I want to walk again, barefoot, on wet stones, see them glisten under the heat of the sun and watch them go glassy as it drizzles. I want to feel the wind in my hair, feel the rain on my cheeks, and feel the tenderness, the warmth come upon me imperceptibly slowly. There won’t be no rush, no anxiousness, I know that the world will be out of my reach as red, blue, orange and green cloud my mind, yet it will be at my disposal. I want to watch my dreams and aspirations extend without them becoming distant, I want all profound and pointless questions to leave me, as if they never existed before. I want to try and reach for that child in me, for clarity, for honesty and for purity.
The child in me is swaying in the breeze,
For her the skies stay forevermore out of reach.
She is gazing into the realm of mountains,
The distance to which she soon starts counting.
She sat herself on a big wet rock,
Not caring a bit about her frail blue frock.
She smiles and rests her chin in her hands,
She sighs and talks to the birds about her plans.
The pink parasol lies beside her,
It’s the most cherished present given to her by her mother
She then remembers her face and remembers why she ran away
It’s because her irrefutable father asked her not to laugh so loud, ever again!
She frowns, picks up a stone and throws it in the river,
If only she was big enough, she’d stay gone forever.
She’d stay beside the mountains and beside the river,
She’d laugh however and dance whenever.
“But only if I was big enough, I’d stay here forever.” She mumbles and falls asleep on the big wet rock.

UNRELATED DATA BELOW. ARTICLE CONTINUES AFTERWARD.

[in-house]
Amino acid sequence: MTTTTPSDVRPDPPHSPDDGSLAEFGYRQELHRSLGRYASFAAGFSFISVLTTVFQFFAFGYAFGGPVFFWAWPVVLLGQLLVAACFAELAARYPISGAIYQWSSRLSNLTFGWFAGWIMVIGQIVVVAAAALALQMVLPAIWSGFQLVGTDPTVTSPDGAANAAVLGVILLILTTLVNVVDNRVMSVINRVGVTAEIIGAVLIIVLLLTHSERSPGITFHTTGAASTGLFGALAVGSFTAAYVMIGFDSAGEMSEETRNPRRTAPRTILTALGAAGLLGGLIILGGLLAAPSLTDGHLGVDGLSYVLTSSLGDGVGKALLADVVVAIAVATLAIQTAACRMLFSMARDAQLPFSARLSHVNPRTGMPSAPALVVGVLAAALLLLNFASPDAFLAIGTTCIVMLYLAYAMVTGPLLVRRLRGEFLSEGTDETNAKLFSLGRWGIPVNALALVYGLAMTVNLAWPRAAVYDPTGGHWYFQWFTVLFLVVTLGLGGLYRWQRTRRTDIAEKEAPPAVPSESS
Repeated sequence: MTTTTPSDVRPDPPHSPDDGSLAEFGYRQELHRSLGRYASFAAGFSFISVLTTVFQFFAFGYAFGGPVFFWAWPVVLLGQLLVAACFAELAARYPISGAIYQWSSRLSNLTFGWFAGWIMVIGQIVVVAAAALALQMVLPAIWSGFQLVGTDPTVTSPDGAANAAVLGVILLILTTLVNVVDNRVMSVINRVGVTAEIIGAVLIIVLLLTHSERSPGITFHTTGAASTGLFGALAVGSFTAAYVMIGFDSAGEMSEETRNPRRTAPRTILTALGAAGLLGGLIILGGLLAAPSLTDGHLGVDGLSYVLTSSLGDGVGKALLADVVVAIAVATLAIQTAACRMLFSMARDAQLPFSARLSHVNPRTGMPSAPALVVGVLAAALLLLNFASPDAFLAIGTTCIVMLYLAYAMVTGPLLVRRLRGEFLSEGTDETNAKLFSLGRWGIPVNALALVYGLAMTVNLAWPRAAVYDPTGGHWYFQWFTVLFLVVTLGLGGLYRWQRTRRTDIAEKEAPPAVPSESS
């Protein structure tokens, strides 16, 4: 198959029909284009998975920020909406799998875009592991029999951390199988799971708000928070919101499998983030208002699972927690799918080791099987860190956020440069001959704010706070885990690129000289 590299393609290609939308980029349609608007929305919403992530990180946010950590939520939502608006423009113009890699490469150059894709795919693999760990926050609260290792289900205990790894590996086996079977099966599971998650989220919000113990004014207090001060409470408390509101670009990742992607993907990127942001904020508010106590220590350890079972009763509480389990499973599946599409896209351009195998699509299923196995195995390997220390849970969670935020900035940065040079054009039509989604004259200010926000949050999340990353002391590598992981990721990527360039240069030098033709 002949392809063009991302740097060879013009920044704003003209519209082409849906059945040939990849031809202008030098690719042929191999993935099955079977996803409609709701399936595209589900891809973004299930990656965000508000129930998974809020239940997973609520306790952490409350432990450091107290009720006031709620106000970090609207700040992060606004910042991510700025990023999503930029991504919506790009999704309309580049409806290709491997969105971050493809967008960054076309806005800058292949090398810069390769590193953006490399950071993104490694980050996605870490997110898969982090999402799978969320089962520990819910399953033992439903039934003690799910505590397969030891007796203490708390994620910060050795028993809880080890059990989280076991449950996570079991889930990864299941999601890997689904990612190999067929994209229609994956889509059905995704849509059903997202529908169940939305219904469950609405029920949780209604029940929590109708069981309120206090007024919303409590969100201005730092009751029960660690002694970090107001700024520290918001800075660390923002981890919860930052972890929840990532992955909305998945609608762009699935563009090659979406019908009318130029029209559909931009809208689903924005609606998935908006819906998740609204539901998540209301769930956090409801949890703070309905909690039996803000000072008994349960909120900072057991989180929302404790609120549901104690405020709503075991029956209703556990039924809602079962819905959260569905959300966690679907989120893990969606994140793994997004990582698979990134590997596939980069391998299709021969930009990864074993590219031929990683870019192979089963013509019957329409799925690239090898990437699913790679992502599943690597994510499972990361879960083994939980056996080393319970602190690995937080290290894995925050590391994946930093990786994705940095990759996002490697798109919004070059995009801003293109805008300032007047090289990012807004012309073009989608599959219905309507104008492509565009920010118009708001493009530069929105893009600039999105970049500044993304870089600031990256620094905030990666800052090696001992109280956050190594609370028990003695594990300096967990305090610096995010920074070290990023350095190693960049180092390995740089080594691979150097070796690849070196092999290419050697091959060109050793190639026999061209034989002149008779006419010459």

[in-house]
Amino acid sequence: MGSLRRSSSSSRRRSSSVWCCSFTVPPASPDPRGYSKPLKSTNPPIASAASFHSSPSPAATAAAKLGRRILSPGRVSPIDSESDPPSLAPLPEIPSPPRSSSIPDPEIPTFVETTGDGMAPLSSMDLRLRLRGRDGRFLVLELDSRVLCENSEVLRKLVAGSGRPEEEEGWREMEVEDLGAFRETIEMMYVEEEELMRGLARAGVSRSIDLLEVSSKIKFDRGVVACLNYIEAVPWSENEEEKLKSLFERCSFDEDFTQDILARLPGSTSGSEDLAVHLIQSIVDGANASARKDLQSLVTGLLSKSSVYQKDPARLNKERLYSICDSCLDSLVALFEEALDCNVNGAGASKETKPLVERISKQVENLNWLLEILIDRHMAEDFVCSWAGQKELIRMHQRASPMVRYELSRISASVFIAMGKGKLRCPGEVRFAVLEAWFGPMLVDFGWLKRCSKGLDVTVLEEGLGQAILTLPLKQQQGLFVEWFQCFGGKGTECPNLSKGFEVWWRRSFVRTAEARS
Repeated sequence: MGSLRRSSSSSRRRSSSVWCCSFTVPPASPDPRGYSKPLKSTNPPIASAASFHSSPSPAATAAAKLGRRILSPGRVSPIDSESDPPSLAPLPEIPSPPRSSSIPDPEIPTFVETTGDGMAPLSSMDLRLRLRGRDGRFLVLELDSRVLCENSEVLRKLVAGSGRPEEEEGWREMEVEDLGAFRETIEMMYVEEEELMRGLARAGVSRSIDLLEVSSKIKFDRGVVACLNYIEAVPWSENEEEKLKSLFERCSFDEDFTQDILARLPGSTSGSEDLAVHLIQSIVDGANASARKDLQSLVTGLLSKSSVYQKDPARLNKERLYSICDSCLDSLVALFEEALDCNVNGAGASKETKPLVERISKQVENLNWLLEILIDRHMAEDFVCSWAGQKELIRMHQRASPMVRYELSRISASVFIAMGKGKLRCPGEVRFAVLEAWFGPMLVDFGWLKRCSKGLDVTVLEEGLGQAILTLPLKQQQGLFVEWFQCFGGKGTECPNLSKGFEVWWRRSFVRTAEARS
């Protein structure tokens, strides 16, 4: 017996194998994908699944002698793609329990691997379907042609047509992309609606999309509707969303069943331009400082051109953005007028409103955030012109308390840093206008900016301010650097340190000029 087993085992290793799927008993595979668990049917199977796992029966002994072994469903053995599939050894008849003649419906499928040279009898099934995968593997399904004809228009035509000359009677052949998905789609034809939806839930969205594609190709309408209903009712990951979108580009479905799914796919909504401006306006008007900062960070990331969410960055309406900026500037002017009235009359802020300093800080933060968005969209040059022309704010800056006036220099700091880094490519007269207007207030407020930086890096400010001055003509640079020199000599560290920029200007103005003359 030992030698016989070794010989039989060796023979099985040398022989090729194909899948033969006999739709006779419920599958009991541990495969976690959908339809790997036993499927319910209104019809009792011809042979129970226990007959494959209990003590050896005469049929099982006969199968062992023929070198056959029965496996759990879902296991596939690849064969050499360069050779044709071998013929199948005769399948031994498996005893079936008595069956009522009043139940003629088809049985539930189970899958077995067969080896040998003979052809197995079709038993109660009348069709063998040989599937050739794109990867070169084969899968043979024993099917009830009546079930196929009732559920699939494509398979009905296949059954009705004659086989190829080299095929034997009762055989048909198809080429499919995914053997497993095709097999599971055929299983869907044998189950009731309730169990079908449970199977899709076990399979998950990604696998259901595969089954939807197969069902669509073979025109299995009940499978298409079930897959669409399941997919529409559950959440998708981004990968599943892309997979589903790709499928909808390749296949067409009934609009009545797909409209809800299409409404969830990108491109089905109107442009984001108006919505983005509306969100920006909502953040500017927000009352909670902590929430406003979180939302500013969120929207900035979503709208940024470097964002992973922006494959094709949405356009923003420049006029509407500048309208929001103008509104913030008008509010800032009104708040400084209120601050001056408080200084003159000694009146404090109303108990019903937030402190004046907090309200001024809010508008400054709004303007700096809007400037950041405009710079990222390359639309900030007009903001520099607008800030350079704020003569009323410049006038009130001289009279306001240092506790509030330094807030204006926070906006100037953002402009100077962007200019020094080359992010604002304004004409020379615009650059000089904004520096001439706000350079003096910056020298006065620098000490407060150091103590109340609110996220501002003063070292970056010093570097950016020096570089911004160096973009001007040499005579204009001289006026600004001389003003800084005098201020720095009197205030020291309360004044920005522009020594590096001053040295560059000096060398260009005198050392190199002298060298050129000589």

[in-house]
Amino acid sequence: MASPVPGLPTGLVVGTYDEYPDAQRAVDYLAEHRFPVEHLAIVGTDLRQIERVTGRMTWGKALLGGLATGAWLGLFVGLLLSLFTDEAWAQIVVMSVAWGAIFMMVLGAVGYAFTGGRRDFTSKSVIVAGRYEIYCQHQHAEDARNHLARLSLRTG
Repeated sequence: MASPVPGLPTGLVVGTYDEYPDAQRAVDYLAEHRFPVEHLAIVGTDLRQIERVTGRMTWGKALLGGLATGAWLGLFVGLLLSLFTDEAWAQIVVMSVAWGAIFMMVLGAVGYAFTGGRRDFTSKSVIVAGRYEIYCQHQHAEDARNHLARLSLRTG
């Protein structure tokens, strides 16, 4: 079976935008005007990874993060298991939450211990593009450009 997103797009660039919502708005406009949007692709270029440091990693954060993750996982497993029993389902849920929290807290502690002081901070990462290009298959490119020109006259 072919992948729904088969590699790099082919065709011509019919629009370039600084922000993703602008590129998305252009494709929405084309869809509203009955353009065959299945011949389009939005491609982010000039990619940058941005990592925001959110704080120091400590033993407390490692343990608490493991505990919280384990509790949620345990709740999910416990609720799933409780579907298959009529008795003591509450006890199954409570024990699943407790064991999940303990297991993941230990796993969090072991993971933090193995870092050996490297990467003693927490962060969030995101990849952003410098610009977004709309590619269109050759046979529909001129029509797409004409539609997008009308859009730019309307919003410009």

I yearn for that child in me, who once sat beside the river. I yearn for the girl who knew nothing about indifference, who got piqued by others asking her to grow up. And I wish I didn’t listen to them, I wish I didn’t grow so old with them so young.
Here people are standing in their balconies, enjoying the rains. That’s as far as anyone seems to get in these “metropolitan cities” and I am no different than them. The weather’s dark, the wind is making the leaves dance, mocking our languid posture. And all I can think about is the mountain of my soul, all I want is this surge of sustained noise to die down and the smell of wet soil to permeate my very heart, so that it pushes me towards a totality of innocence, towards that laugh which knew no boundaries, towards that senselessness which never separated itself from others no matter how condescending they got and towards those glowing cheeks on which even my tears smiled.